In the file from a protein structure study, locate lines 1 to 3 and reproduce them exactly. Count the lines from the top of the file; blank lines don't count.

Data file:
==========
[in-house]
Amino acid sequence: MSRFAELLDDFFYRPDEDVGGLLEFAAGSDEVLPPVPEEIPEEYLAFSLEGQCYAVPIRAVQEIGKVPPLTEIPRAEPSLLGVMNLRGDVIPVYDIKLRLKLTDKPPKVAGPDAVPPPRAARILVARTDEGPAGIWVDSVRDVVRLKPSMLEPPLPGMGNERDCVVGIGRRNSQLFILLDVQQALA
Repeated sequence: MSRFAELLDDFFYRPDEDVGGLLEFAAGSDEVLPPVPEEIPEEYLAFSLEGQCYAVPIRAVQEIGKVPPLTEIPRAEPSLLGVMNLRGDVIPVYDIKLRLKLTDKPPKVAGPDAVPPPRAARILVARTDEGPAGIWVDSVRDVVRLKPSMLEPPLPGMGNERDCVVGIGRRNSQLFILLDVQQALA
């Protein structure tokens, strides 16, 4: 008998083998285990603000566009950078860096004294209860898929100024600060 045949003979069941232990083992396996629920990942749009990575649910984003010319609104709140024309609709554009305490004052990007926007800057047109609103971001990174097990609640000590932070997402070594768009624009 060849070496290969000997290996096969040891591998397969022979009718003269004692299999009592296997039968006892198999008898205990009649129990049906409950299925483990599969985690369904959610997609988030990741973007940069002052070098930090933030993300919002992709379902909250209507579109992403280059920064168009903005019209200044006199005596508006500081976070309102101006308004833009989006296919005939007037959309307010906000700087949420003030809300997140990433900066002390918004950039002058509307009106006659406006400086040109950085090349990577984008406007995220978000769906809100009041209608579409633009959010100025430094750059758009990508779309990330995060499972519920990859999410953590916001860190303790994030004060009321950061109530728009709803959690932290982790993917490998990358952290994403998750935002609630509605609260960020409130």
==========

[in-house]
Amino acid sequence: MSRFAELLDDFFYRPDEDVGGLLEFAAGSDEVLPPVPEEIPEEYLAFSLEGQCYAVPIRAVQEIGKVPPLTEIPRAEPSLLGVMNLRGDVIPVYDIKLRLKLTDKPPKVAGPDAVPPPRAARILVARTDEGPAGIWVDSVRDVVRLKPSMLEPPLPGMGNERDCVVGIGRRNSQLFILLDVQQALA
Repeated sequence: MSRFAELLDDFFYRPDEDVGGLLEFAAGSDEVLPPVPEEIPEEYLAFSLEGQCYAVPIRAVQEIGKVPPLTEIPRAEPSLLGVMNLRGDVIPVYDIKLRLKLTDKPPKVAGPDAVPPPRAARILVARTDEGPAGIWVDSVRDVVRLKPSMLEPPLPGMGNERDCVVGIGRRNSQLFILLDVQQALA